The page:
Where Fundamentals Meet Technicals: TGT, CVS, EBAY
This week’s issue of “Where Fundamentals Meet Technicals” looks at one bearish and two bullish stocks.
Target: Caution Warranted
Target (TGT) has been one of the best-performing retailers, fundamentally and in terms of price action. As a big one-stop shop including being one of the country’s largest grocery stores, they held up well during the worst parts of the pandemic lockdowns and have been rather Amazon-resistant.
However, success can breed its own problems. In this case, Target is getting rather expensive. Here’s the F.A.S.T. Graph:
If we look at multiple valuation ratios, including price to cash flow, the cyclically-adjusted price/earnings ratio, and enterprise value to EBITDA, it’s historically expensive on all counts:
The balance sheet is a bright spot for the company. During the past several quarters, they kept their debt level relatively flat while they retained a lot of cash, and thus reduced their net debt position:
In terms of technicals, it might not be “at the top” yet, but it’s looking on the toppy side:
Overall, Target is a name to be cautious of. The multi-year risk/reward trade-off doesn’t look great at the moment compared to other stocks out there.
CVS Health: Potential Breakout
Today, CVS Health (CVS) closed at its highest price since late 2019. Garrett’s chart is pretty bullish:
Harry Dunn graced EWT with a cameo today, by posting a bullish chart on CVS:
If we look at the company’s F.A.S.T. Graph, it’s unusually cheap:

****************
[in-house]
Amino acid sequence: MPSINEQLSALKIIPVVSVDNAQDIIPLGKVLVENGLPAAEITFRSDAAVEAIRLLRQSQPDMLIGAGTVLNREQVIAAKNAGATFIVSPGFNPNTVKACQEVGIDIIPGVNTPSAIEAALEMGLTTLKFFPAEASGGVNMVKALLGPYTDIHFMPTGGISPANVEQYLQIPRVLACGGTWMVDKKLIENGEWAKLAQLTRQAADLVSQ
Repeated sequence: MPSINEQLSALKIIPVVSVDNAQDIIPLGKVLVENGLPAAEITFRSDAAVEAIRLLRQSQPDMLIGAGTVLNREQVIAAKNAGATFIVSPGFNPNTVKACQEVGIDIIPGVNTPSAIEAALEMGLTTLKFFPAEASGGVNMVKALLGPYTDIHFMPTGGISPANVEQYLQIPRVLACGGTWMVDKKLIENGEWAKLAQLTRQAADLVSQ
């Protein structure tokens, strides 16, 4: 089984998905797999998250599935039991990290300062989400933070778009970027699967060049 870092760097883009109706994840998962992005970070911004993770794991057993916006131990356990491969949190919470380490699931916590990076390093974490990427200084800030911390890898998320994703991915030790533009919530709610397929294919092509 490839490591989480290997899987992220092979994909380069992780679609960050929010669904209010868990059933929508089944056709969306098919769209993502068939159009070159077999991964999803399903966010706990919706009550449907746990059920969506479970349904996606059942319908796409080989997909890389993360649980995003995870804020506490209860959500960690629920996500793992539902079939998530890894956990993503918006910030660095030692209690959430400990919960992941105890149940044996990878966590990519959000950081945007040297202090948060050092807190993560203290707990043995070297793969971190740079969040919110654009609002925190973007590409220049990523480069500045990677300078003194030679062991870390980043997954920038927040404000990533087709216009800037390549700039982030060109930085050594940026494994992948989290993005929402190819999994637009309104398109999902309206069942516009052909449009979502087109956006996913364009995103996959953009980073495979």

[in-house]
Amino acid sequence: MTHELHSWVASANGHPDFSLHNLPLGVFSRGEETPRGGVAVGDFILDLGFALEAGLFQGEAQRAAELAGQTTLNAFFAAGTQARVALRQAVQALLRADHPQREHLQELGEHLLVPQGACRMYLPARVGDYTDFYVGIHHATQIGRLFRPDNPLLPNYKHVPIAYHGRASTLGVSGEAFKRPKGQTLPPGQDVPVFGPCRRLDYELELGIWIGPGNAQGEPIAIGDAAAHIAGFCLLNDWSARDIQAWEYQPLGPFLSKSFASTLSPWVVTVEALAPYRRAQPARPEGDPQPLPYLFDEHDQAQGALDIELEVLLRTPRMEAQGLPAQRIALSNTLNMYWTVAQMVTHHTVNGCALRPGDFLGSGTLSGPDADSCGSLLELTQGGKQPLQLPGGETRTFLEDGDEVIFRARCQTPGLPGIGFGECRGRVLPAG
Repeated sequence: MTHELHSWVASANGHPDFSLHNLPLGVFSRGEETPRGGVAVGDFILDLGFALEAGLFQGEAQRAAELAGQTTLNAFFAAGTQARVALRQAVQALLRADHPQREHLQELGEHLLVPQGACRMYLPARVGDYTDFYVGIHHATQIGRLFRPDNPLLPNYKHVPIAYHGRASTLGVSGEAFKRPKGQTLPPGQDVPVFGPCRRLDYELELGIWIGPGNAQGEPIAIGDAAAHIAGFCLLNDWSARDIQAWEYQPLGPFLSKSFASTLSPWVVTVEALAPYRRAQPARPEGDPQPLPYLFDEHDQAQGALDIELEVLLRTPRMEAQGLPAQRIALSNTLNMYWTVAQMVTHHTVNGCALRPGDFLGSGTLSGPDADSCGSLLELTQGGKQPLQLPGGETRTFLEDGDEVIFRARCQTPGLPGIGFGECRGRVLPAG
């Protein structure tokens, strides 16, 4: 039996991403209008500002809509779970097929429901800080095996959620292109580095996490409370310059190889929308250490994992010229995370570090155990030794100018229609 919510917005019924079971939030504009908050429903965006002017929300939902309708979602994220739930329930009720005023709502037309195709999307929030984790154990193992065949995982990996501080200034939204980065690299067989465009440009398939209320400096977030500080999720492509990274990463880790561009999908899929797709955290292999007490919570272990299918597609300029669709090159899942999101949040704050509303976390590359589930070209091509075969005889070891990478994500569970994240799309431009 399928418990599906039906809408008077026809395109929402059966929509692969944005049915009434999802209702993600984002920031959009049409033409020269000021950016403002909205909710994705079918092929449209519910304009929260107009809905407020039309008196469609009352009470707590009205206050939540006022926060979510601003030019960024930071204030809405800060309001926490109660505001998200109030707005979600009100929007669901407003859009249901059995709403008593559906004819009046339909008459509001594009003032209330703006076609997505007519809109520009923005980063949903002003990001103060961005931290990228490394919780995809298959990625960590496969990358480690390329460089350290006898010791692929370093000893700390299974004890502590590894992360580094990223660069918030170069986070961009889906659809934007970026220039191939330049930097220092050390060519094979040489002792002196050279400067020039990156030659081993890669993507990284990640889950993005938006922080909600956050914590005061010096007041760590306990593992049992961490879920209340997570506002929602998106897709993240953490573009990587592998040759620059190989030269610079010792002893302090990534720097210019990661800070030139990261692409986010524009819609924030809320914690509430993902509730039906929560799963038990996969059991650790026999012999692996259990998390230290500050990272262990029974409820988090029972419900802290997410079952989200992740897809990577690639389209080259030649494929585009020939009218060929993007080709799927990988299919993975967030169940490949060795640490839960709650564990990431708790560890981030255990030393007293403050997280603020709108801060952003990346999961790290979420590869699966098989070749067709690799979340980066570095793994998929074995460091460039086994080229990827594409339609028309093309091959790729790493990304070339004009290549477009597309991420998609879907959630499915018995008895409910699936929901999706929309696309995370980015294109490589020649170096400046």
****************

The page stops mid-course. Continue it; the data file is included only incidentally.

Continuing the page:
The pharmacy chain acquired the health insurer Aetna a while back with a combination of equity and debt financing, and has been using its income cash flow to deleverage.
Normally high debt is a bad thing, but when a cheap company has high debt for a reason (a specific acquisition in this case), and is plowing cash flow into debt payoff, that gives investors a very clear investment path towards improving fundamentals.
eBay (EBAY) had a sudden drop last week when they announced earnings. Their earnings and guidance were fine, but analysts are concerned with how eBay will hold up when the economy re-opens more.
The stock bounced nicely by over 4% today after last week’s bloodbath, and in the grand scheme of how its stock price looks on the monthly chart relative to fundamentals such as on the F.A.S.T. Graph, there wasn’t much special about this move, other than how briefly volatile it was:
The balance sheet is in fine shape. They have an appropriate amount of leverage for their type of company, and don’t need to change their capital structure:
Instead of plowing free cash into reducing debt like CVS is, eBay is plowing free cash into reducing its share count, and thus increasing the ownership stake of each remaining share:
Aggressive share buybacks are bad for companies that need to reinvest a ton of money into technology, like what IBM (IBM) did over the past decade. Focusing too much on financial engineering can lead them to lose market share.
However, when a company has a strong position in a slow-growing niche, and has divested non-core businesses, and can reinvest small amounts of capital to sustain operations, then sending all the free cash back to investors as dividends and share buybacks makes sense. Furthermore, I think eBay is under solid management since about a year ago.
In terms of valuation, ebay is mixed in terms of its history, but overall remains at reasonable absolute valuations compared to the frothy market.
Zac likes where eBay bounced from so far, and has a constructive technical chart for the stock: